Burglary is serious offense, and requires a serious defense. Call and speak to a seasoned Los Angeles burglary attorney at Shield Criminal Defense Law today for a free analysis of your case at (213) 514-8732.
When most people think of burglary, they imagine a thief in all black attire sneaking into a home or a museum in the middle of the night. While this activity certainly counts as burglary, the legal definition covers a much wider range of activities.
A person commits burglary when they enter any structure with the intent to commit a crime inside. Some people are surprised to learn that breaking into a locked vehicle is also considered burglary under California law.
But I didn’t take anything, why was I charged with burglary?
The crime of burglary occurs as soon as the defendant enters into the building or vehicle with unlawful intent, even if the intended criminal act never occurs.
Burglary can be classified as either a felony or a misdemeanor, depending on what type of structure is involved.
- Residential Burglary– Breaking into someone’s home is considered First Degree Burglary and will always be charged as a felony. A conviction will result in a “strike” under California’s “Three Strike” law.
- Commercial Burglary– Breaking into an office building or non-residential structure is considered Second Degree Burglary. This offense can be charged as either a felony or misdemeanor. Sometimes, even shoplifting can be charged as commercial burglary if the defendant has tools that prove they planned to shoplift before the entered the store i.e., bag to conceal items or tools to remove anti-theft tags
- In the state of California, the Possession of Burglary Tools is also considered a crime. Just being have tools commonly used for forced entry is enough to be charged criminally.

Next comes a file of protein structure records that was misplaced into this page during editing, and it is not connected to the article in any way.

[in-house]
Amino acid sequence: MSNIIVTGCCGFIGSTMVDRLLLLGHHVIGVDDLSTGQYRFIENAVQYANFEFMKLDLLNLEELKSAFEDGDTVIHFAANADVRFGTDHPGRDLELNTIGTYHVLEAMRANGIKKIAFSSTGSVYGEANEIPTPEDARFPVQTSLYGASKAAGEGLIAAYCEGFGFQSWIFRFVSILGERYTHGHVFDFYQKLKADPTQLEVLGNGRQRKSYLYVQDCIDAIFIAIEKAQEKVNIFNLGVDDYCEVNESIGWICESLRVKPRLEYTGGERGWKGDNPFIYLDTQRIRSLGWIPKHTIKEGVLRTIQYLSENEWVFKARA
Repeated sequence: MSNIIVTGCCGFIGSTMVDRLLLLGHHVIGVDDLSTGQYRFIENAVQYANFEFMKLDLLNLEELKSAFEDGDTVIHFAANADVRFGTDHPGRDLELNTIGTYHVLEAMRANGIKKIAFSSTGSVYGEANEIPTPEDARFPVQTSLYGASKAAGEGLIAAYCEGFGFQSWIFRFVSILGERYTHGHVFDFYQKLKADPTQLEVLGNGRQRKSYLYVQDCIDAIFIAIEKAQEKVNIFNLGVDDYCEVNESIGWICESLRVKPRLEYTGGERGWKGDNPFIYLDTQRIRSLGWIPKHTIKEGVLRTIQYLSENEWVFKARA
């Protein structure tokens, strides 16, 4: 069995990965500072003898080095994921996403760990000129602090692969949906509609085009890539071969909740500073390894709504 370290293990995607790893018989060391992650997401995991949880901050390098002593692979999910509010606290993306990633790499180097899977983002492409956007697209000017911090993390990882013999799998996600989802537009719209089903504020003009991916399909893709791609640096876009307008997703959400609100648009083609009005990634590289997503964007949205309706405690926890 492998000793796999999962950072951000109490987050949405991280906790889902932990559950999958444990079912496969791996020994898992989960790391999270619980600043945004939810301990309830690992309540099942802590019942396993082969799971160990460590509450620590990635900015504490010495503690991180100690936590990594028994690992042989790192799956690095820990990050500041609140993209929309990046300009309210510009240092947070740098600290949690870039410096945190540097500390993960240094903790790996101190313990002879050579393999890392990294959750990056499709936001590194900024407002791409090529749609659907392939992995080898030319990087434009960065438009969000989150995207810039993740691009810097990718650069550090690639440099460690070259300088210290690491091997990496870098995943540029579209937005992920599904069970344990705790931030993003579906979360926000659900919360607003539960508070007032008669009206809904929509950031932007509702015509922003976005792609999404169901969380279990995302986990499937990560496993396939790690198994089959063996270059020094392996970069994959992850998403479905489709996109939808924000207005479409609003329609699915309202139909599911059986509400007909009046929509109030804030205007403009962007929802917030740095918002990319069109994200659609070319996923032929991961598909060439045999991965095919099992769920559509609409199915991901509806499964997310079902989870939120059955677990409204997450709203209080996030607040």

- You will also be charged with Burglary for breaking into a locked automobile. This can include “jimmying” the door lock, or breaking the windshield or windows to gain entry.
Free Consultation with a Los Angeles Burglary Lawyer
What are the consequences of a burglary conviction?
Much like burglary offenses themselves, the punishments for burglary convictions also widely vary. Consulting a Los Angeles burglary attorney may drastically reduce your consequences. Depending on whether your burglary offense is charged as a misdemeanor or a felony, you could face punishments such as:
- Lengthy incarceration
- Fines up to $10,000 per California law
- Restitution paid to the victim (in addition to court-related fees)
- A “strike” under the California Three Strikes Law
In California, a Burglary conviction is also subject to sentence enhancements under the following circumstances:
- You burglarized a home with the residents inside (California law considers this a violent crime, even if no one was physically harmed)
- You are convicted of felony burglary AND you have previous felony convictions. (California law mandates that if you are ordered jail time for your burglary offense that you will receive an additional 1-year prison sentence for each of your prior felony convictions.)
How can Shield Criminal Defense Law defend my burglary charge?
There are several defenses we can explore dependent upon the facts of your arrest and charging documents. The most common being:
- Mistaken Identity-a dimly lit area or an intruder with a mask could easily result in improper identification of the perpetrator
- Insufficient Evidence-Lack of fingerprints, motive, or eye-witness testimony proves for a weak case for the prosecution.
- Ownership-if you entered a residence or commercial building without force to reclaim something that already belonged to you, it takes away the criminal intention and can be successfully argued that it was not burglary.
- Intent– if you entered a residence or commercial building without force, and without the intention of committing a crime then we can argue that you are not guilty of burglary
An accusation of Burglary can be damaging, and you should never make any decisions about your case without first talking to an experienced Los Angeles burglary lawyer. Call Shield Criminal Defense Law at (213) 514-8732 for a free analysis of your charges. We are available 24 hours a day to speak with you.